The duration of lactation involution can vary from 1.5 to 3 months. Involutional changes at the end of lactation are not accompanied by painful sensations, discomforts, loss of hair structure, destruction of tooth enamel and other pathological symptoms. If you experience any of these problems, you should immediately consult your doctor.
The Changes In The Mammary Gland
In the process of involution, the ducts of the mammary glands are closing, the amount of glandular tissue decreases, the so-called alveoli are eliminated, and the gland size returns to the initial parameters.
The Mechanism Of Involution
The launch of this physiological process is carried out through the pituitary gland, which ceases to produce a sufficient amount of prolactin (a specifil milk-producing hormone). Against the backdrop of this process the body stops producing milk in a “demand-supply” mode. Even if the baby needs more milk, breastfeeding on demand won’t make a difference in this case.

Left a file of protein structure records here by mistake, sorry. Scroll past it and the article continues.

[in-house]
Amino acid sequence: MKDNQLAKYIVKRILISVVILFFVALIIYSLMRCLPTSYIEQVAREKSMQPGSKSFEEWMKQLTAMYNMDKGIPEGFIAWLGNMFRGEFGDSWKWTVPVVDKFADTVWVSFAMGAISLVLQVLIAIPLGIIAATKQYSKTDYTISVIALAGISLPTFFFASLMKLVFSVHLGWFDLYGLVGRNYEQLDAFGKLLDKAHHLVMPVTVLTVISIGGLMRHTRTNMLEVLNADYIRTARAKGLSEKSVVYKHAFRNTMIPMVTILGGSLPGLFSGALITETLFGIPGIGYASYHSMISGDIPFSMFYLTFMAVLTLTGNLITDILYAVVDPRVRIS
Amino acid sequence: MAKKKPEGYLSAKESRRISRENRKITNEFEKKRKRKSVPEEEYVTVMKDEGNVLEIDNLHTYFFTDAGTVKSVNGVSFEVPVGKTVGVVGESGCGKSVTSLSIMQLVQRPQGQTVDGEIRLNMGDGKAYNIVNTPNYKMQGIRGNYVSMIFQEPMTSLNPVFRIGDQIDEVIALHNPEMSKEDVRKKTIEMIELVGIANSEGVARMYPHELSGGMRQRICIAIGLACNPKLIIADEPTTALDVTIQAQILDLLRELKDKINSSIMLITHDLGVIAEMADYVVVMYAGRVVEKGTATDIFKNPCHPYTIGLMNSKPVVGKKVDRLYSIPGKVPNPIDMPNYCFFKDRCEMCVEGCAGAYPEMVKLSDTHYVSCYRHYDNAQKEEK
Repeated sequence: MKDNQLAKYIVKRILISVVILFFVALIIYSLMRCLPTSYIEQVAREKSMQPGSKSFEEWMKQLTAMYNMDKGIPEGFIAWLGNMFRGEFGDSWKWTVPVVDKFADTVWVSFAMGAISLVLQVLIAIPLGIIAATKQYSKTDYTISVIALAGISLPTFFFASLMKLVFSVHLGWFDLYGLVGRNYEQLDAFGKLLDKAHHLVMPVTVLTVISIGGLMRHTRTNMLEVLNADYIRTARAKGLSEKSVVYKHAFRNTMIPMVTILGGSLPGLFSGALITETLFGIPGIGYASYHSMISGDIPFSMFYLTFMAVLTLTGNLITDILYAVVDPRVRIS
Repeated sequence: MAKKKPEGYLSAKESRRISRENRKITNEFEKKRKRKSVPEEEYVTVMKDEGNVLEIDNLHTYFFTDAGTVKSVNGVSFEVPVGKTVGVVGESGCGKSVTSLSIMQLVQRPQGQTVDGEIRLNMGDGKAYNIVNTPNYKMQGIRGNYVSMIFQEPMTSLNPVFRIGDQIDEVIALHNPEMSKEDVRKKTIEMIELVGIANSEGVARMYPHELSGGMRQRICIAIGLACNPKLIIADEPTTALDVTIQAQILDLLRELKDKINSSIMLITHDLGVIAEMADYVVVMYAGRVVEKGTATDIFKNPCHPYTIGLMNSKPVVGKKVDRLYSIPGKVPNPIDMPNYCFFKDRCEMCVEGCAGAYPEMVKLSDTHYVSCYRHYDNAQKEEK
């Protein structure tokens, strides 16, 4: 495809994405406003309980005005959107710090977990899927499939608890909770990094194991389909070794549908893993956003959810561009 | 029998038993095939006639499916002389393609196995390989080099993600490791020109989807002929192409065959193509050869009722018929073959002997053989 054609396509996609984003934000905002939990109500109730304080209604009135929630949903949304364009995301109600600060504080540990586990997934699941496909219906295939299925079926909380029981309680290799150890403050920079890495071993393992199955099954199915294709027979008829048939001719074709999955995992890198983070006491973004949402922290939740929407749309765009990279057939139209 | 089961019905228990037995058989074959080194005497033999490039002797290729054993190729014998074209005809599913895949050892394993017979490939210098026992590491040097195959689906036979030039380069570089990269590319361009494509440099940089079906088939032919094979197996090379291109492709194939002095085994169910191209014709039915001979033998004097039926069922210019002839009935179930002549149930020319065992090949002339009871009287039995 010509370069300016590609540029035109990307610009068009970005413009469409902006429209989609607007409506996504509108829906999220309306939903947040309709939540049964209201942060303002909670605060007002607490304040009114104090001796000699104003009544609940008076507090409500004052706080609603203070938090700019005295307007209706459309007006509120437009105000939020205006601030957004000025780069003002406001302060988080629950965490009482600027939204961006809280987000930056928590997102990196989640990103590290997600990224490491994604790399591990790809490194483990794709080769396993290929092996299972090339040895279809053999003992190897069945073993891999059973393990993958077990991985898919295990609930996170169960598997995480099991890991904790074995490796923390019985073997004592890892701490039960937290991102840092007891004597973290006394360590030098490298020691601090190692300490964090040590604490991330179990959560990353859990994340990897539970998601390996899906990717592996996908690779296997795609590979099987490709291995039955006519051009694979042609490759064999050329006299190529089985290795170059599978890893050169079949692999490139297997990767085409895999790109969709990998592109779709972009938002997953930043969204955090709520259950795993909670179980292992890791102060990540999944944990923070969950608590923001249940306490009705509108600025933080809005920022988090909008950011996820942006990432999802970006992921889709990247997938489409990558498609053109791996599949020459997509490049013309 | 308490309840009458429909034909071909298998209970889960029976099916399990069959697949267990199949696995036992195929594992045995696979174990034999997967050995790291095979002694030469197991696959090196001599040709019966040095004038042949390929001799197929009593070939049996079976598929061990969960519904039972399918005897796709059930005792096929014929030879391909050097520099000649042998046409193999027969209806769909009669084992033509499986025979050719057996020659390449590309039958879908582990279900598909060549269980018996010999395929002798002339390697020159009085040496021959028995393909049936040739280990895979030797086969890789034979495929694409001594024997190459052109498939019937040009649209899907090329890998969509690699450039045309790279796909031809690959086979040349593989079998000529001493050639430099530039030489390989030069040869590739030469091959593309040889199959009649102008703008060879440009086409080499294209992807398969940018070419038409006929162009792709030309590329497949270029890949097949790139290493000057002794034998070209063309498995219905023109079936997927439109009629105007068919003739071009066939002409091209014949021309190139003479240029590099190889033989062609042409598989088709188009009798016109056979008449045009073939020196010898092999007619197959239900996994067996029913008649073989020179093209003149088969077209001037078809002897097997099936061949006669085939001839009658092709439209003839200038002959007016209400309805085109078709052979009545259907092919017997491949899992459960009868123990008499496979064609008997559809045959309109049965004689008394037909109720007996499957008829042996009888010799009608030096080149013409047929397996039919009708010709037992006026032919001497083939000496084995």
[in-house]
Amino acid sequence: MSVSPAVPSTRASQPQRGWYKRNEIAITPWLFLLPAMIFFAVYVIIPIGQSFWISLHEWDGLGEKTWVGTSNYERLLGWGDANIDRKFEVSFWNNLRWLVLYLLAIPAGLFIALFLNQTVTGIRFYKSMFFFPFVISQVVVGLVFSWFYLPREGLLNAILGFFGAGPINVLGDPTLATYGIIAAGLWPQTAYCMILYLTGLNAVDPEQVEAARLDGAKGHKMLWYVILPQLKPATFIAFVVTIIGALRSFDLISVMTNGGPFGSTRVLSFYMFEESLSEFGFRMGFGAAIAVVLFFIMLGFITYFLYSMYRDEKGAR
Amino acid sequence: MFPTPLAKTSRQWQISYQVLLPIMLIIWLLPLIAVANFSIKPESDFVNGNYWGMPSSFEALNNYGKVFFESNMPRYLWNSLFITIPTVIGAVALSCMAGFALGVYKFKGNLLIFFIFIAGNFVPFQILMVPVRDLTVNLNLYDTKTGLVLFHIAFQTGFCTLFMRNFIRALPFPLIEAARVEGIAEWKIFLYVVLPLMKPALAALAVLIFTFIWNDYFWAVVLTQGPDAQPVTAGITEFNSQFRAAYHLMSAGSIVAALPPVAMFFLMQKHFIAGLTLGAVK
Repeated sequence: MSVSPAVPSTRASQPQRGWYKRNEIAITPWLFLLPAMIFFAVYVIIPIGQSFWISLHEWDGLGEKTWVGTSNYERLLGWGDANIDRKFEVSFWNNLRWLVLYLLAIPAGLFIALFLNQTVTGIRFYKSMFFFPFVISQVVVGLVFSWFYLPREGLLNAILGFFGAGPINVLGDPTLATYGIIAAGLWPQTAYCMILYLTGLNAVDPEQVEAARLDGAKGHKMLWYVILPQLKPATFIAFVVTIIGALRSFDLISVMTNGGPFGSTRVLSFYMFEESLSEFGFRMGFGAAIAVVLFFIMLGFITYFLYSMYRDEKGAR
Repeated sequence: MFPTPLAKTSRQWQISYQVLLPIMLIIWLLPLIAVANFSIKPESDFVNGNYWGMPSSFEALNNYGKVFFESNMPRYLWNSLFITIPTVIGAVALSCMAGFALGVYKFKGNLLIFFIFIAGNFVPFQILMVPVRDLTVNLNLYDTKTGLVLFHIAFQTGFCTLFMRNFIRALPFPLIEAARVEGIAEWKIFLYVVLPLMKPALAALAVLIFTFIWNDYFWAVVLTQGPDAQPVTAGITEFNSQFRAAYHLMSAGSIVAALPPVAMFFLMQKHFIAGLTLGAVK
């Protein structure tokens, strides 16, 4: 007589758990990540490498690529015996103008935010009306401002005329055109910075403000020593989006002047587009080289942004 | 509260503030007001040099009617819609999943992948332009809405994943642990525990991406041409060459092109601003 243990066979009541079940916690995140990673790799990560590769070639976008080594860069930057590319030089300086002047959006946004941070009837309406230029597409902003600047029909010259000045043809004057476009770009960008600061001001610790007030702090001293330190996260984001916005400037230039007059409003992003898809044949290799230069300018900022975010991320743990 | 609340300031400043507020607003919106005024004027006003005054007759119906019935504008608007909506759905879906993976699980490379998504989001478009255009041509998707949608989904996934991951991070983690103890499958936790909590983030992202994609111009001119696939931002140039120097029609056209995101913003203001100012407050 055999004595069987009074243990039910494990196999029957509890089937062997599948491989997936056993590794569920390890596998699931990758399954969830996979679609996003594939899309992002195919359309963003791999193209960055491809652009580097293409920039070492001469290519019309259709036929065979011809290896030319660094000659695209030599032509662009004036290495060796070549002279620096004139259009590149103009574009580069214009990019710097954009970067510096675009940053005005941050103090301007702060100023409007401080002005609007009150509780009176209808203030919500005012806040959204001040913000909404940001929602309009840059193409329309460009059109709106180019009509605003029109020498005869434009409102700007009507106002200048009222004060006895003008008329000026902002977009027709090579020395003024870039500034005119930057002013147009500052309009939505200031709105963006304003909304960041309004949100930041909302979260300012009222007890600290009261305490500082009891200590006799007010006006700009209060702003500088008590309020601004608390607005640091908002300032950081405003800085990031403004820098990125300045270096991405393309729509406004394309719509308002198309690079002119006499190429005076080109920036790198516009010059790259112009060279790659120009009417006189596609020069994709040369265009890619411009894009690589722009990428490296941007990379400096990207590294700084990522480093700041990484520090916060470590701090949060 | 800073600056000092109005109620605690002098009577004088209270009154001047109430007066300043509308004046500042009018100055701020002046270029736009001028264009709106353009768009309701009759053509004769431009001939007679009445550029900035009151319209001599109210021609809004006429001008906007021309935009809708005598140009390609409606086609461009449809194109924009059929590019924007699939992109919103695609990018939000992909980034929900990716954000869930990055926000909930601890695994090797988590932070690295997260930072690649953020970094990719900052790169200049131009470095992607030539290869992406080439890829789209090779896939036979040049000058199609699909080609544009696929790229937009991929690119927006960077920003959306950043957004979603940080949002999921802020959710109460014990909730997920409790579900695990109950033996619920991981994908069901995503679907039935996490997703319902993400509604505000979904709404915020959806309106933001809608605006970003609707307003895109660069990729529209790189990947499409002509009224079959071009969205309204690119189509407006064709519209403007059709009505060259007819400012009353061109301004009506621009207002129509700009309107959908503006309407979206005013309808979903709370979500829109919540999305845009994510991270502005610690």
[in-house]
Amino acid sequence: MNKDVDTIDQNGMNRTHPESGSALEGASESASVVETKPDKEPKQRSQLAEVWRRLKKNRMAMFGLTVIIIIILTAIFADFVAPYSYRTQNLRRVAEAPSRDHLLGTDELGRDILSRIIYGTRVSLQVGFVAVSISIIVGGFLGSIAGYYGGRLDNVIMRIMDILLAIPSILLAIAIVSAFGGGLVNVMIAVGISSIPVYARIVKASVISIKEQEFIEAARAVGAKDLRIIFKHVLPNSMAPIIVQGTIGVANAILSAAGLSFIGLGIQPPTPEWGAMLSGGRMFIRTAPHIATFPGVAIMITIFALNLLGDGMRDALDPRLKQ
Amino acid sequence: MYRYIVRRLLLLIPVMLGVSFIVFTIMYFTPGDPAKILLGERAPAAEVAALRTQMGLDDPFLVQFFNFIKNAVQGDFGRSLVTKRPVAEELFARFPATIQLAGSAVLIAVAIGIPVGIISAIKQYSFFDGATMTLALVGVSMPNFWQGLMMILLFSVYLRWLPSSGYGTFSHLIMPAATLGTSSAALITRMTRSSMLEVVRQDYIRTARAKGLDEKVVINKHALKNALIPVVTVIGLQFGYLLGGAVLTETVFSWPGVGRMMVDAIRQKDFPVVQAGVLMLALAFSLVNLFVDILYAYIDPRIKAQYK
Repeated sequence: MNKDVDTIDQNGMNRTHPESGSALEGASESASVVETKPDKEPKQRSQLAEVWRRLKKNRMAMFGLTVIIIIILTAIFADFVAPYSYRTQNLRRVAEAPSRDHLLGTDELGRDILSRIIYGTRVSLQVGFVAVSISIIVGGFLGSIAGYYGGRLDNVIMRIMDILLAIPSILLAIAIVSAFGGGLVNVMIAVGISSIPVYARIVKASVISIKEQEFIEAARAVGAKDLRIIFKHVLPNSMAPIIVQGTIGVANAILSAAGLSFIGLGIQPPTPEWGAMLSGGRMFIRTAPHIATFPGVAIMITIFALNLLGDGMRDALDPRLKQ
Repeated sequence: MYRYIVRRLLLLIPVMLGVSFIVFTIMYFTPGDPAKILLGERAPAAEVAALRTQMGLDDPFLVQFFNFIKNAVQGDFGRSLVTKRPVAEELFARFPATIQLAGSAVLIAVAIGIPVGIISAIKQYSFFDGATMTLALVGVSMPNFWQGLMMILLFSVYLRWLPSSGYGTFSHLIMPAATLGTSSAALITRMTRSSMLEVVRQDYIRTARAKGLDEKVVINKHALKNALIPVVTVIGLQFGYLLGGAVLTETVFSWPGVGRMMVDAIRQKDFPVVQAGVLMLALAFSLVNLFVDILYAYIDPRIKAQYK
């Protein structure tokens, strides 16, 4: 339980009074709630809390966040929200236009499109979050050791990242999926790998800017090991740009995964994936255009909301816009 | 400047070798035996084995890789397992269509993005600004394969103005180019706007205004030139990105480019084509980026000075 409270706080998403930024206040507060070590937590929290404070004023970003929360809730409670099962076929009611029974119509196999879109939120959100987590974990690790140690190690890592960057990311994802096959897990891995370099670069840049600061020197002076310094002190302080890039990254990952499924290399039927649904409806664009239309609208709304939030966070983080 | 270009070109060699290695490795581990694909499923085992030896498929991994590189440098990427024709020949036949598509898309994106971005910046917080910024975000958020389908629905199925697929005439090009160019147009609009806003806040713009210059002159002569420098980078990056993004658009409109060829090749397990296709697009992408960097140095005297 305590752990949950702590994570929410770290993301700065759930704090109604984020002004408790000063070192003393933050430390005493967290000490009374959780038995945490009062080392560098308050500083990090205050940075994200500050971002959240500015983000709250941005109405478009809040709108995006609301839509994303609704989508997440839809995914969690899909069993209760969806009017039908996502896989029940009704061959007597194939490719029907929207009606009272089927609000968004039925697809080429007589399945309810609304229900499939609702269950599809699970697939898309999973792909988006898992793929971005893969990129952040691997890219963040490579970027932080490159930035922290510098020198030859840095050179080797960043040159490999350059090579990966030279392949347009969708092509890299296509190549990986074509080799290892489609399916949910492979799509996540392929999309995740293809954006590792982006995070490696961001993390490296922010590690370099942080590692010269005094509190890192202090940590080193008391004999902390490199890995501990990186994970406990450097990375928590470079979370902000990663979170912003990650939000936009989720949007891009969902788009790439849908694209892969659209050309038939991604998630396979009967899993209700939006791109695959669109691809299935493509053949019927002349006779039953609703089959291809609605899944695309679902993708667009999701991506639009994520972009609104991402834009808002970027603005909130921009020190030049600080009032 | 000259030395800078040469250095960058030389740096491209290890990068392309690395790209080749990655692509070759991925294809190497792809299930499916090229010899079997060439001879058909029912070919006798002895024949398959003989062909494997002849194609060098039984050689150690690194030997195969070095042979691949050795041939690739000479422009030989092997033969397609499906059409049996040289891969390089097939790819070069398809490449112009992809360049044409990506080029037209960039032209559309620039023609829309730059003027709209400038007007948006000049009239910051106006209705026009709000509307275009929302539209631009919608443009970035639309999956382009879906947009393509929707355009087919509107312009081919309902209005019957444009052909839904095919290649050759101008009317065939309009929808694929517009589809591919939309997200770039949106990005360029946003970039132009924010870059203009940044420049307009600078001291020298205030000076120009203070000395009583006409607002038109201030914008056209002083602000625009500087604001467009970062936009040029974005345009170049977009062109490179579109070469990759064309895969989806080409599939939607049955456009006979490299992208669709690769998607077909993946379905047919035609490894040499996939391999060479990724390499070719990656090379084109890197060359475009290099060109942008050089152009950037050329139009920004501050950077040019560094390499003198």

At the onset of involution, breast milk is produced in smaller amounts, regardless of the frequency of nursing sessions. In addition, the process of protein production in mammary glands is inhibited, thus breast milk start containing less protein. The glandular tissue of the breast is replaced by the fatty tissue, which allows the breast to regain its former size and shape.
To Wait Or Not To Wait For The Involution: That Is The Question.
Most women are interested in whether they should wait for a natural drop in the production of breast milk (which means that the body is actually ready to finish lactation) or take the initiative in their own hands and start weaning earlier. When the baby turns 1 year old, some mothers prefer to create the necessary conditions for weaning.